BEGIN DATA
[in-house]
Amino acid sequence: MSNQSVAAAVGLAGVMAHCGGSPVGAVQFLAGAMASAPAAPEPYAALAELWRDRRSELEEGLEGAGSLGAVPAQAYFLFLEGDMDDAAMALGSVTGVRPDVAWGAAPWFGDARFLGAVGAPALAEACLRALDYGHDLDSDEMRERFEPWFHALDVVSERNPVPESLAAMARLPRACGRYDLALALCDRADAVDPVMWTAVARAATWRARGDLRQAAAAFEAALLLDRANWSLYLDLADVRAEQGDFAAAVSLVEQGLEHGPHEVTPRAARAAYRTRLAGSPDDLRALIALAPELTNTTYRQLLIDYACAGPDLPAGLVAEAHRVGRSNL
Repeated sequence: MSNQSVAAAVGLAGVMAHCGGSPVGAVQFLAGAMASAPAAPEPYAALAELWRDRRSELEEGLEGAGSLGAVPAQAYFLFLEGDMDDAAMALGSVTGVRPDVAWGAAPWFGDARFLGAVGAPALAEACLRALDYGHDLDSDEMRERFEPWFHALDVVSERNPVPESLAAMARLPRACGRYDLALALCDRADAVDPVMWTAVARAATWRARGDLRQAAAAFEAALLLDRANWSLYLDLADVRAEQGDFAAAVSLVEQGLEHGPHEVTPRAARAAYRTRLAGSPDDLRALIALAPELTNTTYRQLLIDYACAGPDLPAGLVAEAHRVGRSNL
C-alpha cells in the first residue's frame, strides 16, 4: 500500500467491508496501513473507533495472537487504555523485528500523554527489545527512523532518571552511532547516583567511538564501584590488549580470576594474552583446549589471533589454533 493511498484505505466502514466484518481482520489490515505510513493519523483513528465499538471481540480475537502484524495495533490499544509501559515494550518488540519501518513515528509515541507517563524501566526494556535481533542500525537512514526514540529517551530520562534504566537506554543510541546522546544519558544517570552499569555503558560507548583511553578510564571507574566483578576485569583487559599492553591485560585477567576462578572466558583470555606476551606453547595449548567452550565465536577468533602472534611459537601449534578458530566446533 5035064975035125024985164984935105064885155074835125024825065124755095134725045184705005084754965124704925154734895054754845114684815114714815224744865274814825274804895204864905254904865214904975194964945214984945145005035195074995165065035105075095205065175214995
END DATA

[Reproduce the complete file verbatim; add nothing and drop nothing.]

[in-house]
Amino acid sequence: MSNQSVAAAVGLAGVMAHCGGSPVGAVQFLAGAMASAPAAPEPYAALAELWRDRRSELEEGLEGAGSLGAVPAQAYFLFLEGDMDDAAMALGSVTGVRPDVAWGAAPWFGDARFLGAVGAPALAEACLRALDYGHDLDSDEMRERFEPWFHALDVVSERNPVPESLAAMARLPRACGRYDLALALCDRADAVDPVMWTAVARAATWRARGDLRQAAAAFEAALLLDRANWSLYLDLADVRAEQGDFAAAVSLVEQGLEHGPHEVTPRAARAAYRTRLAGSPDDLRALIALAPELTNTTYRQLLIDYACAGPDLPAGLVAEAHRVGRSNL
Repeated sequence: MSNQSVAAAVGLAGVMAHCGGSPVGAVQFLAGAMASAPAAPEPYAALAELWRDRRSELEEGLEGAGSLGAVPAQAYFLFLEGDMDDAAMALGSVTGVRPDVAWGAAPWFGDARFLGAVGAPALAEACLRALDYGHDLDSDEMRERFEPWFHALDVVSERNPVPESLAAMARLPRACGRYDLALALCDRADAVDPVMWTAVARAATWRARGDLRQAAAAFEAALLLDRANWSLYLDLADVRAEQGDFAAAVSLVEQGLEHGPHEVTPRAARAAYRTRLAGSPDDLRALIALAPELTNTTYRQLLIDYACAGPDLPAGLVAEAHRVGRSNL
C-alpha cells in the first residue's frame, strides 16, 4: 500500500467491508496501513473507533495472537487504555523485528500523554527489545527512523532518571552511532547516583567511538564501584590488549580470576594474552583446549589471533589454533 493511498484505505466502514466484518481482520489490515505510513493519523483513528465499538471481540480475537502484524495495533490499544509501559515494550518488540519501518513515528509515541507517563524501566526494556535481533542500525537512514526514540529517551530520562534504566537506554543510541546522546544519558544517570552499569555503558560507548583511553578510564571507574566483578576485569583487559599492553591485560585477567576462578572466558583470555606476551606453547595449548567452550565465536577468533602472534611459537601449534578458530566446533 5035064975035125024985164984935105064885155074835125024825065124755095134725045184705005084754965124704925154734895054754845114684815114714815224744865274814825274804895204864905254904865214904975194964945214984945145005035195074995165065035105075095205065175214995